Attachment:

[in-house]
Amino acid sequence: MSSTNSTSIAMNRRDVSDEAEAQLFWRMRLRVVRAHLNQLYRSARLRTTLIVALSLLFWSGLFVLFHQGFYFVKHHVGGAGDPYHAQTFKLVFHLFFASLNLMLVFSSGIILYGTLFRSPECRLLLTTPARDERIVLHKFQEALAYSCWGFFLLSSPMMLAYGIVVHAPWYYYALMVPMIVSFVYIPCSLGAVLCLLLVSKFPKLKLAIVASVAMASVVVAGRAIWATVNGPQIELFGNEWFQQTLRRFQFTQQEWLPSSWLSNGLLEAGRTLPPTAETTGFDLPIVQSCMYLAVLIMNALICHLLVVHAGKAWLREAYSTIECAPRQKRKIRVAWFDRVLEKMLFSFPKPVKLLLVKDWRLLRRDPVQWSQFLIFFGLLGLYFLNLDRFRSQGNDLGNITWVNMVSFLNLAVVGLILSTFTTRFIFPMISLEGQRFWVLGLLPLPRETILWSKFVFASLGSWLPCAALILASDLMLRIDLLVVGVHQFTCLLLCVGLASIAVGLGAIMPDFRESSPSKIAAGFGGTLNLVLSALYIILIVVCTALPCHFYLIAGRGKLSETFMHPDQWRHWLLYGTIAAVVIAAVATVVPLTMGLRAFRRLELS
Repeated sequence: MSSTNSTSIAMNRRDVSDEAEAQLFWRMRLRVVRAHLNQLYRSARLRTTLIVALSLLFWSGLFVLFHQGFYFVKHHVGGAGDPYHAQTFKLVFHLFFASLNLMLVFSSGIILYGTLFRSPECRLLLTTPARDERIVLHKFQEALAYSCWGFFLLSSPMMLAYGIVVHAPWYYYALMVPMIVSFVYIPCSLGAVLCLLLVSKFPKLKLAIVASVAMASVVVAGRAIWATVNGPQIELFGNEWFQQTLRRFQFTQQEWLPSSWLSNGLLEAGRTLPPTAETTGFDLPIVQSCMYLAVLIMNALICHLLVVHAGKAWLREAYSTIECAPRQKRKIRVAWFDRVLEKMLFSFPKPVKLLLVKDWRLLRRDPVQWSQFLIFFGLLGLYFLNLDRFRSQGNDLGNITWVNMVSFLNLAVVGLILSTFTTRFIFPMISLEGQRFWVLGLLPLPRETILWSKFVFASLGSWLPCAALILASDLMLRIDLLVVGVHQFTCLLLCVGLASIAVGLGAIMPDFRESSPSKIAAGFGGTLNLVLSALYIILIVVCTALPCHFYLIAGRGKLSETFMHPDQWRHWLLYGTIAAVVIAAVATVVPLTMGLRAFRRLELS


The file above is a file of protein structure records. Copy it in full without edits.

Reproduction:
[in-house]
Amino acid sequence: MSSTNSTSIAMNRRDVSDEAEAQLFWRMRLRVVRAHLNQLYRSARLRTTLIVALSLLFWSGLFVLFHQGFYFVKHHVGGAGDPYHAQTFKLVFHLFFASLNLMLVFSSGIILYGTLFRSPECRLLLTTPARDERIVLHKFQEALAYSCWGFFLLSSPMMLAYGIVVHAPWYYYALMVPMIVSFVYIPCSLGAVLCLLLVSKFPKLKLAIVASVAMASVVVAGRAIWATVNGPQIELFGNEWFQQTLRRFQFTQQEWLPSSWLSNGLLEAGRTLPPTAETTGFDLPIVQSCMYLAVLIMNALICHLLVVHAGKAWLREAYSTIECAPRQKRKIRVAWFDRVLEKMLFSFPKPVKLLLVKDWRLLRRDPVQWSQFLIFFGLLGLYFLNLDRFRSQGNDLGNITWVNMVSFLNLAVVGLILSTFTTRFIFPMISLEGQRFWVLGLLPLPRETILWSKFVFASLGSWLPCAALILASDLMLRIDLLVVGVHQFTCLLLCVGLASIAVGLGAIMPDFRESSPSKIAAGFGGTLNLVLSALYIILIVVCTALPCHFYLIAGRGKLSETFMHPDQWRHWLLYGTIAAVVIAAVATVVPLTMGLRAFRRLELS
Repeated sequence: MSSTNSTSIAMNRRDVSDEAEAQLFWRMRLRVVRAHLNQLYRSARLRTTLIVALSLLFWSGLFVLFHQGFYFVKHHVGGAGDPYHAQTFKLVFHLFFASLNLMLVFSSGIILYGTLFRSPECRLLLTTPARDERIVLHKFQEALAYSCWGFFLLSSPMMLAYGIVVHAPWYYYALMVPMIVSFVYIPCSLGAVLCLLLVSKFPKLKLAIVASVAMASVVVAGRAIWATVNGPQIELFGNEWFQQTLRRFQFTQQEWLPSSWLSNGLLEAGRTLPPTAETTGFDLPIVQSCMYLAVLIMNALICHLLVVHAGKAWLREAYSTIECAPRQKRKIRVAWFDRVLEKMLFSFPKPVKLLLVKDWRLLRRDPVQWSQFLIFFGLLGLYFLNLDRFRSQGNDLGNITWVNMVSFLNLAVVGLILSTFTTRFIFPMISLEGQRFWVLGLLPLPRETILWSKFVFASLGSWLPCAALILASDLMLRIDLLVVGVHQFTCLLLCVGLASIAVGLGAIMPDFRESSPSKIAAGFGGTLNLVLSALYIILIVVCTALPCHFYLIAGRGKLSETFMHPDQWRHWLLYGTIAAVVIAAVATVVPLTMGLRAFRRLELS